Climate change report urges immediate action

Climate change report urges immediate action

Climate change report urges immediate action

This is why the latest report from the United Nations' Intergovernmental Panel on Climate Change (IPCC) makes for such alarming reading and demands immediate, concerted action from everyone - particularly our leaders.

"Several regional changes in climate are assessed to occur with global warming up to 1.5 degree Celsius compared to pre-industrial levels, including warming of extreme temperatures in many regions (high confidence), increases in frequency, intensity, and/or amount of heavy precipitation in several regions (high confidence), and an increase in intensity or frequency of droughts in some regions (medium confidence)".

At 1.5 degrees of warming, compared with pre-industrial levels, as much as 90 per cent of the world's coral reefs will die, and virtually all would be lost if temperatures rose two degrees, or about twice the increase so far. The scientists concluded that carbon dioxide emissions should be cut 45% by 2030 from 2010 levels then reduced to zero by 2050.

Limiting warming to 1.5°C by making green changes in energy consumption, land and water use and transportation can help mitigate the potential damage to an extent.

The scientists claim increased temperatures are leading to extreme weather, rising sea levels, and diminishing Arctic sea ice, among other changes to the environment.

Promises made by countries to cut their emissions up to 2030 will not limit global warming to 1.5C even if action is massively scaled up after the end of the next decade, the report warns.

Experts across the globe have put their collective heads together to deliver a landmark report on the potentially devastating impact of climate change - and their conclusions are not good news.

Envoys at the 2015 Paris talks asked the IPCC to study what it would take to limit warming to 1.5 degrees, a more ambitious goal than the previous 2-degree target.

However, the IPCC report's authors said the world would face severe consequences if the great bulk of fossil fuels including coal, oil and gas, weren't left in the ground.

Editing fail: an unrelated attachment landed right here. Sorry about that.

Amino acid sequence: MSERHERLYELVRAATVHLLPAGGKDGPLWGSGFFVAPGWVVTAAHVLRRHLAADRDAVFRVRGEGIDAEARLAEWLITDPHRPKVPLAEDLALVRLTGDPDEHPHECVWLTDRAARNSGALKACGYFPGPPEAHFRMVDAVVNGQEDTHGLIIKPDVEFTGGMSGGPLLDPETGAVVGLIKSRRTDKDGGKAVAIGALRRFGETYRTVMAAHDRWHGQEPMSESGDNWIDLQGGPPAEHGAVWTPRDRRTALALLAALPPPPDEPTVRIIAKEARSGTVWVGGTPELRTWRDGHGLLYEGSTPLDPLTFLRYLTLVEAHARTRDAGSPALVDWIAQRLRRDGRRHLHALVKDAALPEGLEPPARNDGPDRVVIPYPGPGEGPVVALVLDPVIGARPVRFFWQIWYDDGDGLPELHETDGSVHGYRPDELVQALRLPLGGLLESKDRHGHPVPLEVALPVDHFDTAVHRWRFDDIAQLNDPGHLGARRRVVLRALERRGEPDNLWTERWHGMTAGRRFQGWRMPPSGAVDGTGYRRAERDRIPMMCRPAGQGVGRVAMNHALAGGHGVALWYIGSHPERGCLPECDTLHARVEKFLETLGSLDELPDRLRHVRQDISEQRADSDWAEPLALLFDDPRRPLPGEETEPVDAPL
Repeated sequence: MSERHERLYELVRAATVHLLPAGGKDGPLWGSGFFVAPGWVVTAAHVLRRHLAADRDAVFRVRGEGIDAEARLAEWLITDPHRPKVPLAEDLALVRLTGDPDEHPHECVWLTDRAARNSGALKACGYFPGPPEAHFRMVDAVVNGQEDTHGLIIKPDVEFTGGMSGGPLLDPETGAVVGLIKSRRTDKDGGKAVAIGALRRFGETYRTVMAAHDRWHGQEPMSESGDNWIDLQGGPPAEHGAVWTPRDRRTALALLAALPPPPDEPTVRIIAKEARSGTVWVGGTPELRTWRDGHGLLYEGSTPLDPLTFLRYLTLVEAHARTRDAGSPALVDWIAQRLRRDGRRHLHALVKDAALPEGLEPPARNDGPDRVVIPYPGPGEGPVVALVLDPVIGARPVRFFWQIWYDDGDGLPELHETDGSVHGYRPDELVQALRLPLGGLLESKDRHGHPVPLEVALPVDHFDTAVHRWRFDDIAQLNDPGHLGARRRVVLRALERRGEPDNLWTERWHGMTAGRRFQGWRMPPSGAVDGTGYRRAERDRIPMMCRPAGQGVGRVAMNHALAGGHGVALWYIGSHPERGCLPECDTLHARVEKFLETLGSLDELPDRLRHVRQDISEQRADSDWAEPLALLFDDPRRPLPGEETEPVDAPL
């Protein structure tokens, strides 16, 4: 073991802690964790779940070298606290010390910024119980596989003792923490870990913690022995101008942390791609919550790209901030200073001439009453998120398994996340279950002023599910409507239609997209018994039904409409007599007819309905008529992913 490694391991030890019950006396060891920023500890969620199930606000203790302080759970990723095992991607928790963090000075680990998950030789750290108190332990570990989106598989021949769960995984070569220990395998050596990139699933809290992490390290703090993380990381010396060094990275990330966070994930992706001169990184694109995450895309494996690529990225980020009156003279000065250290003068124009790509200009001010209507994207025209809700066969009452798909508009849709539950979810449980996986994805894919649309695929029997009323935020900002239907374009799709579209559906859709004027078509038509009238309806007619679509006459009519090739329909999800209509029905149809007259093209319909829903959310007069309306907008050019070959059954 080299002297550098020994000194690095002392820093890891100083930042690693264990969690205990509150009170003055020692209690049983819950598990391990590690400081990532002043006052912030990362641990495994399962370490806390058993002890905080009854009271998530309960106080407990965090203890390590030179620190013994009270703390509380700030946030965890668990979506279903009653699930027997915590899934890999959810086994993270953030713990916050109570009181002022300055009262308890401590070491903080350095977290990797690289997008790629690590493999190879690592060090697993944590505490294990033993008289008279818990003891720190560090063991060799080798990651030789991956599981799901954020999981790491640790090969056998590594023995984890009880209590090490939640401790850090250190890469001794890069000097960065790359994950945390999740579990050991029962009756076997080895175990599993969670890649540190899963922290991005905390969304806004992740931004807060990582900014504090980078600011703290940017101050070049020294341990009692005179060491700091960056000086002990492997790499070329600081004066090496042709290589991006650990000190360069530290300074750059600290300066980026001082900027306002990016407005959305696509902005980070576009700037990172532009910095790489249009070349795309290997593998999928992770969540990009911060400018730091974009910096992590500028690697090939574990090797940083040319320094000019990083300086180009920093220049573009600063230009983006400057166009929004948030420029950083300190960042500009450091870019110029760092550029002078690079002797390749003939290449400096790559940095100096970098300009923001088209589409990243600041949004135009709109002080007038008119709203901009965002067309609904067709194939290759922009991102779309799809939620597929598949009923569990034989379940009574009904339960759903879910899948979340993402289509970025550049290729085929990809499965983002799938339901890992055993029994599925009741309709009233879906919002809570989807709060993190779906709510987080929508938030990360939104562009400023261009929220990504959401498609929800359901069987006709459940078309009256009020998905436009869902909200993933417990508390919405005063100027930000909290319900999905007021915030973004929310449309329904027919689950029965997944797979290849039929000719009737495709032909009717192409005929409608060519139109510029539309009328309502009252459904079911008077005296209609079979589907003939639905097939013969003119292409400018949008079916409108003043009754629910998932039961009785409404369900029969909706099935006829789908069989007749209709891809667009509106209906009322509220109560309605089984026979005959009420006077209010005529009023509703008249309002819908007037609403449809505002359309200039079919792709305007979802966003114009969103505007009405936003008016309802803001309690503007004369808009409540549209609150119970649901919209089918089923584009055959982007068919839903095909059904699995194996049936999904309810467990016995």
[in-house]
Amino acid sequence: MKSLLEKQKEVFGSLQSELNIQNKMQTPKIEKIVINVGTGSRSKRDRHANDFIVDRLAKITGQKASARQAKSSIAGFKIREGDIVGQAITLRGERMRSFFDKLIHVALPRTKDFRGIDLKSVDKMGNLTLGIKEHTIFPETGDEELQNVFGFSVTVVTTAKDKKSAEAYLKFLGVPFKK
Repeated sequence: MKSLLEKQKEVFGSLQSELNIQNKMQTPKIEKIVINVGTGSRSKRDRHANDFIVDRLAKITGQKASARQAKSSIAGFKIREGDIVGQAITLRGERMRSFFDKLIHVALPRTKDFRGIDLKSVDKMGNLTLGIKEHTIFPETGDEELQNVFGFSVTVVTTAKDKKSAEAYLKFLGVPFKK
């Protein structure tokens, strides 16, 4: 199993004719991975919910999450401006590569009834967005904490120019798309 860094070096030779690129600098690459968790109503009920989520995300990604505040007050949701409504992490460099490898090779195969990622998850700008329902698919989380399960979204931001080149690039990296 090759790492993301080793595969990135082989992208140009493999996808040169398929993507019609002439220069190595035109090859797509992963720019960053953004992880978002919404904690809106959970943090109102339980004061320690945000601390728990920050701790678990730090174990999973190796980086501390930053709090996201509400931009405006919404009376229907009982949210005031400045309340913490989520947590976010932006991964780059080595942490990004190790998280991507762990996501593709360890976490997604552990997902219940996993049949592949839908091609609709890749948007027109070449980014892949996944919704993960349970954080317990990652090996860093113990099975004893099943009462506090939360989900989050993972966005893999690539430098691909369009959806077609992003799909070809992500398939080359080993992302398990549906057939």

The global temperature is now 1°C warmer than pre-industrial levels. "Limiting warming to 1.5ºC is possible within the laws of chemistry and physics but doing so would require unprecedented changes", says Jim Skea, Co-Chair of IPCC Working Group III, in a press statement.

One of the biggest surprises leading up to the 2015 global Paris Agreement on climate-changing emissions was an argument about a new goal.

The report also highlights the risk to further investments in natural gas-fired power plants and suggests that more of them should be replaced by renewables, said Han Chen, who follows energy finance for the Natural Resources Defense Council. Therefore, even though urgent action is a necessity, it should be equitable and the onus of addressing climate change can not fall on the developing world.

Global Warming of 1.5 °C is the first in a series of Special Reports to be produced in the IPCC's Sixth Assessment Cycle.

"Frankly, the more we are prepared to make changes to behavioural patterns that reduce greenhouse gas emissions, the less we would need to rely later on more hard options that we don't yet fully understand like carbon dioxide removal", said Prof Jim Skea. The IPCC 1.5 report starkly illustrates the difference between temperature rises of 1.5°C and 2°C-for many around the world this is a matter of life and death.

But the report said the efficacy of measures, such as planting forests, bioenergy use or capturing and storing CO2, were unproven at a large scale and carried some risks. The report was prepared under the scientific leadership of all three IPCC working groups. This will mean a lot for our ability to bring you news, perspectives and analysis from the ground so that we can make change together. If we eliminated all our emissions today, we would still see a bit more warming (as sunlight-reflecting aerosol pollution quickly washed out of the atmosphere, for example) but probably not enough to send us coasting helplessly across the 1.5°C limit.

How Much Global Warming Has There Been Already?

Donate At Caribbean News Service, we do not charge for our content and we want to keep it that way.

Noticias relacionadas



[an error occurred while processing the directive]